Low Funding Towards WASH Takes Centre Stage at WASH Innovation Fair
UNICEF says low government funding towards water, sanitation and hygiene (WASH) activities is limiting provision of safe water, especially in rural areas.
Speaking at the opening of WASH Innovation Fair championed by Water and Sanitation Network-WESNET, UNICEF Chief of WASH in Malawi Mougabe Koslengar said many people in rural areas suffer from waterborne diseases because they have no access to safe water as they get minimal funding to construct or rehabilitate water and sanitation facilities.
Koslengar said the fair will give an opportunity to stakeholders to ponder on possibilities of increasing response to WASH in Malawi.
He said there is need for stakeholders to discuss measures that will help in responding to cholera especially now that the country is reeling from effects of Cyclone Freddy and the raging epidemic that has claimed over 1500 lives this far.
“Innovation is not only about technology but also how a sector is priotised. Water and Sanitation sector is one of key sector that need to be looked into. This sector needs to be priotised in terms of resources, human resources and funding in general. The stakeholders here will discuss about it. Cholera is within Malawi and WASH needs more support to e to counter the disease,” said Koslengar.
Meanwhile, Director of Sanitation in the Ministry of Water and Sanitation, Dr. Modesta Kanjaye says the fair will give room for innovators to showcase the innovations and best practices that can help in building resilience in the WASH sector in Malawi.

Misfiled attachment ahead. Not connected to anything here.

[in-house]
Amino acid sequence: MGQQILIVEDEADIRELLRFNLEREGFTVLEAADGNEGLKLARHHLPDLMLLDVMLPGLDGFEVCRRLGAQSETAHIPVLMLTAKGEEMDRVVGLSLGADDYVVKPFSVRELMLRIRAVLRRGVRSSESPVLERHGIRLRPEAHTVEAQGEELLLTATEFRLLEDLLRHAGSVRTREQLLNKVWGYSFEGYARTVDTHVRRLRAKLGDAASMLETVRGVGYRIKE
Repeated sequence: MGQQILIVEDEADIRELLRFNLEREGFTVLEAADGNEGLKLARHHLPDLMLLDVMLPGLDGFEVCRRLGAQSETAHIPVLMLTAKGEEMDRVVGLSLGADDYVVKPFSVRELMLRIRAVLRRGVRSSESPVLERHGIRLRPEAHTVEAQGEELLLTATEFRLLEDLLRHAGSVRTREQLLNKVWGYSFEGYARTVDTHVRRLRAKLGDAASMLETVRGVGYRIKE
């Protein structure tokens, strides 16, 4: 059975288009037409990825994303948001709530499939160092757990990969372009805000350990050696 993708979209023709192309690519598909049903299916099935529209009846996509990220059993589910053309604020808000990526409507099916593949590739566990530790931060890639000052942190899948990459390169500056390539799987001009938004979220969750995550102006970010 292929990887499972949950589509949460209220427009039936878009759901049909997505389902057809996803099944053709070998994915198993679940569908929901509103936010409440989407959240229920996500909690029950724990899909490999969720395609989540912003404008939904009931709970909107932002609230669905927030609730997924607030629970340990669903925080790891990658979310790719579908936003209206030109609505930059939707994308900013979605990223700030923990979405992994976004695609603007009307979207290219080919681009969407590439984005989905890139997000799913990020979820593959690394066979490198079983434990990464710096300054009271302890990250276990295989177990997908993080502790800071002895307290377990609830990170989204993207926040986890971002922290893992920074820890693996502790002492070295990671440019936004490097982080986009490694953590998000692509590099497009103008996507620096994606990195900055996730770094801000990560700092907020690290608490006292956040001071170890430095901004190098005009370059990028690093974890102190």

Dr Kanjaye says it is very unfortunate that Malawi largely depend on imported technologies in order for the country to produce goods and services yet there is potential to innovate and adapt to appropriate technologies that suit its context.
“Lack in technology in WASH is a major setback and it is negatively affecting our productivity and service delivery to the citizens of Malawi.
For example, the WASH sector, according to the Joint Monitoring Program of 2021 (JMP 2021), Malawi’s WASH service coverage is at 70%, 27% and 8% for water, sanitation and hygiene, respectively,” said Dr Kanjaye.
WESNET Executive Director Willies Chanozga Mwandira said the fair will provide platform for stakeholders in WASH to showcase some of the best practices, technologies and innovations that can help in bridging the technological and practice gaps that have been existing in the sector
Mwandira says WASH services are a priority now in the country now that Malawi is reeling from effects of Cyclone Freddy and cholera which has hit the nation for over a year now.
“Cyclone Freddy has shown us that we indeed need to do more when it comes to our WASH infrastructure. This Innovation Fair gives us an opportunity to see and appreciate some of the technologies that if given a chance for up scaling, can help Malawi in the near future to withstand disasters like cyclones. With the cholera outbreak still amidst us, this fair also serves as a reminder that Malawi is capable of eliminating this water borne disease if the best practices are indeed followed and if those in the know solutions to the existing problems, disseminate what they know could help us as a nation,” says Mwandira.
The WASH fair is being held under the theme Promoting climate resilient and sustainable technologies and innovations for improved WASH service delivery in Malawi – Moving together with the MW2063.
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